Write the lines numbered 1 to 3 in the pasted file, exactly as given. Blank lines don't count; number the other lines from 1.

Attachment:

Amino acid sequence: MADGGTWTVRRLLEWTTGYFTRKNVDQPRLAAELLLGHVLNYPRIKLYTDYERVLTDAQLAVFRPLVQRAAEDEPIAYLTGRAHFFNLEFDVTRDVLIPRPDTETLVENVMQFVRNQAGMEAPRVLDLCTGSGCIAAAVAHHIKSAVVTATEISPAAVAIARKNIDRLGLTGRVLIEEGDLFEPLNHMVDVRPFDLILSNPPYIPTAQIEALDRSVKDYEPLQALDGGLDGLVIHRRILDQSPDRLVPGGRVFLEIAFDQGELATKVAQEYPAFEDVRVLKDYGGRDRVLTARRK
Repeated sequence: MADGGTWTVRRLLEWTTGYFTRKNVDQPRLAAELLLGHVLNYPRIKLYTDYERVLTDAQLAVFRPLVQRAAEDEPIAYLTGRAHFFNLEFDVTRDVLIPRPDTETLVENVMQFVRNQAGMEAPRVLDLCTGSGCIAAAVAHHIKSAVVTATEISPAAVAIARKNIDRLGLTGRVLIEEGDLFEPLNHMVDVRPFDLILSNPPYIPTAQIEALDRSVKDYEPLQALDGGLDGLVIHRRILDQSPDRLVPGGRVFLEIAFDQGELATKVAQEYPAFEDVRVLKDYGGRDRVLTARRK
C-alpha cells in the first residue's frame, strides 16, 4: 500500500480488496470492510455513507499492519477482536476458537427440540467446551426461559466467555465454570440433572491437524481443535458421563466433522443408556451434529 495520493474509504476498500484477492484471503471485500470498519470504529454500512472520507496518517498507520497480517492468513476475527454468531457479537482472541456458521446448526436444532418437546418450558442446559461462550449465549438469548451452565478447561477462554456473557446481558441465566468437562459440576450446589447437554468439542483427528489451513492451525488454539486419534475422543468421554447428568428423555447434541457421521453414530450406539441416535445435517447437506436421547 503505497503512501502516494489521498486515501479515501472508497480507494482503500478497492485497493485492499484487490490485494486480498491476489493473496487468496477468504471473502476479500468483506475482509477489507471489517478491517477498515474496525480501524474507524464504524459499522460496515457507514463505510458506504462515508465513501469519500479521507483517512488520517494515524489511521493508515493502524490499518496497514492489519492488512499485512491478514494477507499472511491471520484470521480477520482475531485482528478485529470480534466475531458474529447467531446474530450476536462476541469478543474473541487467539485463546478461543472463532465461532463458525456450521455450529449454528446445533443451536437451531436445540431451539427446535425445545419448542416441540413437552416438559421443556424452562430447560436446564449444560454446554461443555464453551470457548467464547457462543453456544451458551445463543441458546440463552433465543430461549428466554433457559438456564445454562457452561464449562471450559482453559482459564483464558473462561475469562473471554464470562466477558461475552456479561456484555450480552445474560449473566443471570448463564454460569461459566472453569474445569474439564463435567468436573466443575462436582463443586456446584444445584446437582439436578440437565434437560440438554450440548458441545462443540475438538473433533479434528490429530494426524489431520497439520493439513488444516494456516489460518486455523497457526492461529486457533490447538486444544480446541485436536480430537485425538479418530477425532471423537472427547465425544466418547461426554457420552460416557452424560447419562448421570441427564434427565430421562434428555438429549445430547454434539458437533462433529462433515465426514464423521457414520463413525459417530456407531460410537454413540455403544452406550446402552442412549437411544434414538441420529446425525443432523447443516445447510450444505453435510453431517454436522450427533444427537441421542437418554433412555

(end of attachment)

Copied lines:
Amino acid sequence: MADGGTWTVRRLLEWTTGYFTRKNVDQPRLAAELLLGHVLNYPRIKLYTDYERVLTDAQLAVFRPLVQRAAEDEPIAYLTGRAHFFNLEFDVTRDVLIPRPDTETLVENVMQFVRNQAGMEAPRVLDLCTGSGCIAAAVAHHIKSAVVTATEISPAAVAIARKNIDRLGLTGRVLIEEGDLFEPLNHMVDVRPFDLILSNPPYIPTAQIEALDRSVKDYEPLQALDGGLDGLVIHRRILDQSPDRLVPGGRVFLEIAFDQGELATKVAQEYPAFEDVRVLKDYGGRDRVLTARRK
Repeated sequence: MADGGTWTVRRLLEWTTGYFTRKNVDQPRLAAELLLGHVLNYPRIKLYTDYERVLTDAQLAVFRPLVQRAAEDEPIAYLTGRAHFFNLEFDVTRDVLIPRPDTETLVENVMQFVRNQAGMEAPRVLDLCTGSGCIAAAVAHHIKSAVVTATEISPAAVAIARKNIDRLGLTGRVLIEEGDLFEPLNHMVDVRPFDLILSNPPYIPTAQIEALDRSVKDYEPLQALDGGLDGLVIHRRILDQSPDRLVPGGRVFLEIAFDQGELATKVAQEYPAFEDVRVLKDYGGRDRVLTARRK
C-alpha cells in the first residue's frame, strides 16, 4: 500500500480488496470492510455513507499492519477482536476458537427440540467446551426461559466467555465454570440433572491437524481443535458421563466433522443408556451434529 495520493474509504476498500484477492484471503471485500470498519470504529454500512472520507496518517498507520497480517492468513476475527454468531457479537482472541456458521446448526436444532418437546418450558442446559461462550449465549438469548451452565478447561477462554456473557446481558441465566468437562459440576450446589447437554468439542483427528489451513492451525488454539486419534475422543468421554447428568428423555447434541457421521453414530450406539441416535445435517447437506436421547 503505497503512501502516494489521498486515501479515501472508497480507494482503500478497492485497493485492499484487490490485494486480498491476489493473496487468496477468504471473502476479500468483506475482509477489507471489517478491517477498515474496525480501524474507524464504524459499522460496515457507514463505510458506504462515508465513501469519500479521507483517512488520517494515524489511521493508515493502524490499518496497514492489519492488512499485512491478514494477507499472511491471520484470521480477520482475531485482528478485529470480534466475531458474529447467531446474530450476536462476541469478543474473541487467539485463546478461543472463532465461532463458525456450521455450529449454528446445533443451536437451531436445540431451539427446535425445545419448542416441540413437552416438559421443556424452562430447560436446564449444560454446554461443555464453551470457548467464547457462543453456544451458551445463543441458546440463552433465543430461549428466554433457559438456564445454562457452561464449562471450559482453559482459564483464558473462561475469562473471554464470562466477558461475552456479561456484555450480552445474560449473566443471570448463564454460569461459566472453569474445569474439564463435567468436573466443575462436582463443586456446584444445584446437582439436578440437565434437560440438554450440548458441545462443540475438538473433533479434528490429530494426524489431520497439520493439513488444516494456516489460518486455523497457526492461529486457533490447538486444544480446541485436536480430537485425538479418530477425532471423537472427547465425544466418547461426554457420552460416557452424560447419562448421570441427564434427565430421562434428555438429549445430547454434539458437533462433529462433515465426514464423521457414520463413525459417530456407531460410537454413540455403544452406550446402552442412549437411544434414538441420529446425525443432523447443516445447510450444505453435510453431517454436522450427533444427537441421542437418554433412555